Glücksburg Castle is one of the most important Renaissance castles in northern Europe. It is the seat of the House of Schleswig-Holstein-Sonderburg-Glücksburg and was also used by the Danish kings. Situated on the Flensburg Fjord the castle is now a museum owned by a foundation, and is no longer inhabited by the ducal family.
The castle was built from 1582 to 1587 by Nikolaus Karie for John II, Duke of Schleswig-Holstein-Sonderburg, (1545-1622) at the site of an former monastery, the building material was partly reused in the castle. The grounds of the monastery were then flooded to create a large pond almost entirely surrounding the castle.
The castle is built on a 2.5 metres high granite foundation that emerges from the water. The bricks used for the construction were mainly taken from the demolished monastery. The base area is a square with sides of nearly 30 metres, consisting of three separate houses with their own roofs. While the great halls and the vestibule are situated in the middle house, the living space is in the two side houses. The chapel is the only room that is part of two houses.
The building had typical renaissance adornments, that were removed in the 19th century, otherwise the exterior has remained more or less unchanged for over 400 years.
The kitchen garden created in 1622 was the castles only garden until the eighteenth century, as the old monastery garden was lost with the construction of the pond, that was built as defence structure, but also used for fishing. Between 1706 and 1709 a small pleasure garden was created in the area of today's rose garden. From 1733 on, a baroque garden was laid out in the main park in front of the outer buildings, where an orangery was constructed in 1743.
In the twentieth century, the formal gardens were remodelled into English landscape parks, though the sections of the older garden remain. The orangery was renovated in 1827 into a neoclassic building, and is now used for art expositions and concerts.
The Glücksburger Rosarium was created in the area of the former castle nursery in 1990/91, and grows more than 500 different roses. In contrast to the castle gardens, it is a private garden and has an admission fee.References:
Les Invalides is a complex of buildings containing museums and monuments, all relating to the military history of France, as well as a hospital and a retirement home for war veterans, the building"s original purpose. The buildings house the Musée de l"Armée, the military museum of the Army of France, the Musée des Plans-Reliefs, and the Musée d"Histoire Contemporaine, as well as the burial site for some of France"s war heroes, notably Napoleon Bonaparte.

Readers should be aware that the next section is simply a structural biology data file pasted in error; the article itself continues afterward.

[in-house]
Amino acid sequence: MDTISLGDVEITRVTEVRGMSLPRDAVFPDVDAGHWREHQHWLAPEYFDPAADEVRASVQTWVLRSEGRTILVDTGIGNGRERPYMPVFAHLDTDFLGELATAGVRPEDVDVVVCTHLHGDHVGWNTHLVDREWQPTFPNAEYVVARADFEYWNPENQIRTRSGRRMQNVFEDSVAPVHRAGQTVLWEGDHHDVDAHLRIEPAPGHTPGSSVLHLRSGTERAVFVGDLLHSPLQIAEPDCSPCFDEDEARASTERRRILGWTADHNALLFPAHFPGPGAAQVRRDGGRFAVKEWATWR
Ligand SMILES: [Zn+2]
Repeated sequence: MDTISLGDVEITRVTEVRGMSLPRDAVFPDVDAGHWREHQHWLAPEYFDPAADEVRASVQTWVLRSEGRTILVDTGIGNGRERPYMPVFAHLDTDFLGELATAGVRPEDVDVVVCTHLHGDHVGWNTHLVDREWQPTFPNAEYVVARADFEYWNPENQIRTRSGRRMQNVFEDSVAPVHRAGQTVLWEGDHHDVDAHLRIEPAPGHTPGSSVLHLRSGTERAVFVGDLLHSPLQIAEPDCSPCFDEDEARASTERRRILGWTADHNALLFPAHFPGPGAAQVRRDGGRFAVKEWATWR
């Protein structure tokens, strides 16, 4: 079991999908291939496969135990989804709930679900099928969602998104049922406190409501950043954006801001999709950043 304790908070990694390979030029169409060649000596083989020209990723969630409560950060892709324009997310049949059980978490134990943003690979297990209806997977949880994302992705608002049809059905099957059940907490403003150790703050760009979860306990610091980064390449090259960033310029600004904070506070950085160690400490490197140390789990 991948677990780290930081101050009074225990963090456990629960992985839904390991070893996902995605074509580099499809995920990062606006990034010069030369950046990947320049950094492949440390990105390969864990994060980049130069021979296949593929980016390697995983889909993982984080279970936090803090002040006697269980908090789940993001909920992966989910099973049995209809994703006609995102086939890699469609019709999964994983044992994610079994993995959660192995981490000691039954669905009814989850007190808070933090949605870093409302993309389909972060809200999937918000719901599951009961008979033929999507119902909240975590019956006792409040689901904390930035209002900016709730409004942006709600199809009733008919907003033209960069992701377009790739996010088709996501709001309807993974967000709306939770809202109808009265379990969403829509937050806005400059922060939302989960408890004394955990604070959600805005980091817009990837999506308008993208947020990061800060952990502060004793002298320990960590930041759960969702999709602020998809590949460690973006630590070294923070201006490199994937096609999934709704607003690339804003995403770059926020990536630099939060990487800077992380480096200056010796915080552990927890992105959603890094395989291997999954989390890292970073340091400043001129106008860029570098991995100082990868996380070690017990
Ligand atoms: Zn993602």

Louis XIV initiated the project in 1670, as a home and hospital for aged and unwell soldiers: the name is a shortened form of hôpital des invalides. The architect of Les Invalides was Libéral Bruant. The enlarged project was completed in 1676, the river front measured 196 metres and the complex had fifteen courtyards. Jules Hardouin Mansart assisted the aged Bruant, and the chapel was finished in 1679 to Bruant"s designs after the elder architect"s death.
Shortly after the veterans" chapel was completed, Louis XIV commissioned Mansart to construct a separate private royal chapel referred to as the Église du Dôme from its most striking feature. Inspired by St. Peter"s Basilica in Rome, the original for all Baroque domes, it is one of the triumphs of French Baroque architecture. The domed chapel is centrally placed to dominate the court of honour. It was finished in 1708.
Because of its location and significance, the Invalides served as the scene for several key events in French history. On 14 July 1789 it was stormed by Parisian rioters who seized the cannons and muskets stored in its cellars to use against the Bastille later the same day. Napoleon was entombed under the dome of the Invalides with great ceremony in 1840. In December 1894 the degradation of Captain Alfred Dreyfus was held before the main building, while his subsequent rehabilitation ceremony took place in a courtyard of the complex in 1906.
The building retained its primary function of a retirement home and hospital for military veterans until the early twentieth century. In 1872 the musée d"artillerie (Artillery Museum) was located within the building to be joined by the Historical Museum of the Armies in 1896. The two institutions were merged to form the present musée de l"armée in 1905. At the same time the veterans in residence were dispersed to smaller centres outside Paris. The reason was that the adoption of a mainly conscript army, after 1872, meant a substantial reduction in the numbers of veterans having the twenty or more years of military service formerly required to enter the Hôpital des Invalides. The building accordingly became too large for its original purpose. The modern complex does however still include the facilities detailed below for about a hundred elderly or incapacitated former soldiers.